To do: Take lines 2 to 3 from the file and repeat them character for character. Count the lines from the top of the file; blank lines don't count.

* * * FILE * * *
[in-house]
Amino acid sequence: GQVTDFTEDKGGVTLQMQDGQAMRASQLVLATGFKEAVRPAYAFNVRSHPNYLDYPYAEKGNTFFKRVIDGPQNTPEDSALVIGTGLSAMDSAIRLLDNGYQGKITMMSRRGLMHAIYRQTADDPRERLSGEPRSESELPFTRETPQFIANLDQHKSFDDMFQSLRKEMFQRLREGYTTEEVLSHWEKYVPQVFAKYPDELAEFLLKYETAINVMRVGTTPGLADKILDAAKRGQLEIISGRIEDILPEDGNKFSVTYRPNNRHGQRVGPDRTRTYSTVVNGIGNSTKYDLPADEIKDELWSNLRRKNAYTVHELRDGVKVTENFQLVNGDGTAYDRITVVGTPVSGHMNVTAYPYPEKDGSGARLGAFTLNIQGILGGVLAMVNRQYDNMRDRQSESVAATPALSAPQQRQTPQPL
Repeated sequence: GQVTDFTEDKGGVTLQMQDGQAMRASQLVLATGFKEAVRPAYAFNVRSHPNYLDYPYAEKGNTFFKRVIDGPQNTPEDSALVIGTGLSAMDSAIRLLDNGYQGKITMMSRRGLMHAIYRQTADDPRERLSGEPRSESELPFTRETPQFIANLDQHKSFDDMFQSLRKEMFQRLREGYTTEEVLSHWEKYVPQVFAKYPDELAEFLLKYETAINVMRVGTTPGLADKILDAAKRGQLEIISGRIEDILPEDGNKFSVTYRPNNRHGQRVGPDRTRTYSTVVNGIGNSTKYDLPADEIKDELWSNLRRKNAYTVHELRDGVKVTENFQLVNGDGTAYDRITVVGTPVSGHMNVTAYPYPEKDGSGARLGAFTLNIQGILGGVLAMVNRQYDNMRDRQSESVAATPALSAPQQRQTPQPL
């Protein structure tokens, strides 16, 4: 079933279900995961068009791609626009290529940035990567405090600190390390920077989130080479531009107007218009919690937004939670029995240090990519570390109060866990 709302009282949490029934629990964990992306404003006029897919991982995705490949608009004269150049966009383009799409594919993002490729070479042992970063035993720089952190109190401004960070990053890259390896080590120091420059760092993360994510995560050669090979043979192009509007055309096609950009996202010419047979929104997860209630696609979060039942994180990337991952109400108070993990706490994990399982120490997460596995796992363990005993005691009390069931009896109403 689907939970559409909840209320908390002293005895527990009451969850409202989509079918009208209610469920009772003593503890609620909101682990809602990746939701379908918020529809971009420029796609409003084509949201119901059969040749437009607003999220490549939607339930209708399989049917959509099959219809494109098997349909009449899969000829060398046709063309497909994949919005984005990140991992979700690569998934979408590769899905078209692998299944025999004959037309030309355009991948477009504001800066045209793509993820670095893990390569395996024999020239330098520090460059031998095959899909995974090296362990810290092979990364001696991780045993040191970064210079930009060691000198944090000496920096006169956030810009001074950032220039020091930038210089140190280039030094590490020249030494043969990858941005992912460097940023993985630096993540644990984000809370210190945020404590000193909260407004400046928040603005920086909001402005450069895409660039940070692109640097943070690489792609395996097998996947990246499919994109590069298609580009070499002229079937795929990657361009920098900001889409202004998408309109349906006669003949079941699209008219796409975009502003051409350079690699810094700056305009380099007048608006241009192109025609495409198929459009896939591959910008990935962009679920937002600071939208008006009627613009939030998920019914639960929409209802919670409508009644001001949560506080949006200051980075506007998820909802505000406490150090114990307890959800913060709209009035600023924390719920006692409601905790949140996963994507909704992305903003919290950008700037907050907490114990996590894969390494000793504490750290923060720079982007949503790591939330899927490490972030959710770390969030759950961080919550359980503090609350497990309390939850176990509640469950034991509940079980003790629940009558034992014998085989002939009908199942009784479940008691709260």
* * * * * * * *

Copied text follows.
Amino acid sequence: GQVTDFTEDKGGVTLQMQDGQAMRASQLVLATGFKEAVRPAYAFNVRSHPNYLDYPYAEKGNTFFKRVIDGPQNTPEDSALVIGTGLSAMDSAIRLLDNGYQGKITMMSRRGLMHAIYRQTADDPRERLSGEPRSESELPFTRETPQFIANLDQHKSFDDMFQSLRKEMFQRLREGYTTEEVLSHWEKYVPQVFAKYPDELAEFLLKYETAINVMRVGTTPGLADKILDAAKRGQLEIISGRIEDILPEDGNKFSVTYRPNNRHGQRVGPDRTRTYSTVVNGIGNSTKYDLPADEIKDELWSNLRRKNAYTVHELRDGVKVTENFQLVNGDGTAYDRITVVGTPVSGHMNVTAYPYPEKDGSGARLGAFTLNIQGILGGVLAMVNRQYDNMRDRQSESVAATPALSAPQQRQTPQPL
Repeated sequence: GQVTDFTEDKGGVTLQMQDGQAMRASQLVLATGFKEAVRPAYAFNVRSHPNYLDYPYAEKGNTFFKRVIDGPQNTPEDSALVIGTGLSAMDSAIRLLDNGYQGKITMMSRRGLMHAIYRQTADDPRERLSGEPRSESELPFTRETPQFIANLDQHKSFDDMFQSLRKEMFQRLREGYTTEEVLSHWEKYVPQVFAKYPDELAEFLLKYETAINVMRVGTTPGLADKILDAAKRGQLEIISGRIEDILPEDGNKFSVTYRPNNRHGQRVGPDRTRTYSTVVNGIGNSTKYDLPADEIKDELWSNLRRKNAYTVHELRDGVKVTENFQLVNGDGTAYDRITVVGTPVSGHMNVTAYPYPEKDGSGARLGAFTLNIQGILGGVLAMVNRQYDNMRDRQSESVAATPALSAPQQRQTPQPL